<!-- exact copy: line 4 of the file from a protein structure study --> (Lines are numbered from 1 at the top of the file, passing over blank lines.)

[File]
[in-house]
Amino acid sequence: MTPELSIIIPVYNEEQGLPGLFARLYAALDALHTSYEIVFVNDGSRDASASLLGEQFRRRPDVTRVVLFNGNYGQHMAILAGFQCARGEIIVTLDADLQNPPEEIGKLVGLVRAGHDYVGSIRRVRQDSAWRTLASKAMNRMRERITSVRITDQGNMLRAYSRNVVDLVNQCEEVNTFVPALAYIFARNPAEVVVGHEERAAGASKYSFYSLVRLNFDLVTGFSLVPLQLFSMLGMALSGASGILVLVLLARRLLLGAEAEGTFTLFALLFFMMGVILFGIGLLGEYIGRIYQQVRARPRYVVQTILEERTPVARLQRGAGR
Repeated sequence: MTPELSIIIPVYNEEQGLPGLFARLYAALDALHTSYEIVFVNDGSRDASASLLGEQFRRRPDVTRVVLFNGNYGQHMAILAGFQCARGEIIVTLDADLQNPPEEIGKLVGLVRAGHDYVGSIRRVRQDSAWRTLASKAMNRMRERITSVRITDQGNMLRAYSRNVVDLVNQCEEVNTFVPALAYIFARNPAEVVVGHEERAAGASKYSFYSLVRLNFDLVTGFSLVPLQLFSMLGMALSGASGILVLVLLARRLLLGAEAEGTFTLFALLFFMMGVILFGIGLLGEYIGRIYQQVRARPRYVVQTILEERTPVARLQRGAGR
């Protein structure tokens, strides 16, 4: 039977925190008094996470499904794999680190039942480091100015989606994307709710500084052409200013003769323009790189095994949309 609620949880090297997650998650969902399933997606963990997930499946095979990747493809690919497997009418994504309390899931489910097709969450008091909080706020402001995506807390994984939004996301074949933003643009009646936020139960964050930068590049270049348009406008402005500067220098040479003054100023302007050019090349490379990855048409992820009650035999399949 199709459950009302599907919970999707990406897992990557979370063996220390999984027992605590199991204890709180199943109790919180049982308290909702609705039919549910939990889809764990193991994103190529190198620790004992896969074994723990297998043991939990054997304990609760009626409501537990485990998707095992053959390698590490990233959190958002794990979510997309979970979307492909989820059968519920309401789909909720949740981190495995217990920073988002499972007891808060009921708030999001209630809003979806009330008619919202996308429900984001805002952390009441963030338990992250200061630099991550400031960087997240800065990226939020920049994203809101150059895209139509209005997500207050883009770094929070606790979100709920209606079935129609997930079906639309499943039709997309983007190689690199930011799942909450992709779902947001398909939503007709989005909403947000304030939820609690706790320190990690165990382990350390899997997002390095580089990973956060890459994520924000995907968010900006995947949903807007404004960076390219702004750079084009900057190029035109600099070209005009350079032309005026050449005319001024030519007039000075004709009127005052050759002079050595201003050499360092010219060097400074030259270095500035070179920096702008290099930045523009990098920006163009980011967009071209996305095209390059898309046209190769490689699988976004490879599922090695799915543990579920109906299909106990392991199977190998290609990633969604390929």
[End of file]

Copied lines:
């Protein structure tokens, strides 16, 4: 039977925190008094996470499904794999680190039942480091100015989606994307709710500084052409200013003769323009790189095994949309 609620949880090297997650998650969902399933997606963990997930499946095979990747493809690919497997009418994504309390899931489910097709969450008091909080706020402001995506807390994984939004996301074949933003643009009646936020139960964050930068590049270049348009406008402005500067220098040479003054100023302007050019090349490379990855048409992820009650035999399949 199709459950009302599907919970999707990406897992990557979370063996220390999984027992605590199991204890709180199943109790919180049982308290909702609705039919549910939990889809764990193991994103190529190198620790004992896969074994723990297998043991939990054997304990609760009626409501537990485990998707095992053959390698590490990233959190958002794990979510997309979970979307492909989820059968519920309401789909909720949740981190495995217990920073988002499972007891808060009921708030999001209630809003979806009330008619919202996308429900984001805002952390009441963030338990992250200061630099991550400031960087997240800065990226939020920049994203809101150059895209139509209005997500207050883009770094929070606790979100709920209606079935129609997930079906639309499943039709997309983007190689690199930011799942909450992709779902947001398909939503007709989005909403947000304030939820609690706790320190990690165990382990350390899997997002390095580089990973956060890459994520924000995907968010900006995947949903807007404004960076390219702004750079084009900057190029035109600099070209005009350079032309005026050449005319001024030519007039000075004709009127005052050759002079050595201003050499360092010219060097400074030259270095500035070179920096702008290099930045523009990098920006163009980011967009071209996305095209390059898309046209190769490689699988976004490879599922090695799915543990579920109906299909106990392991199977190998290609990633969604390929």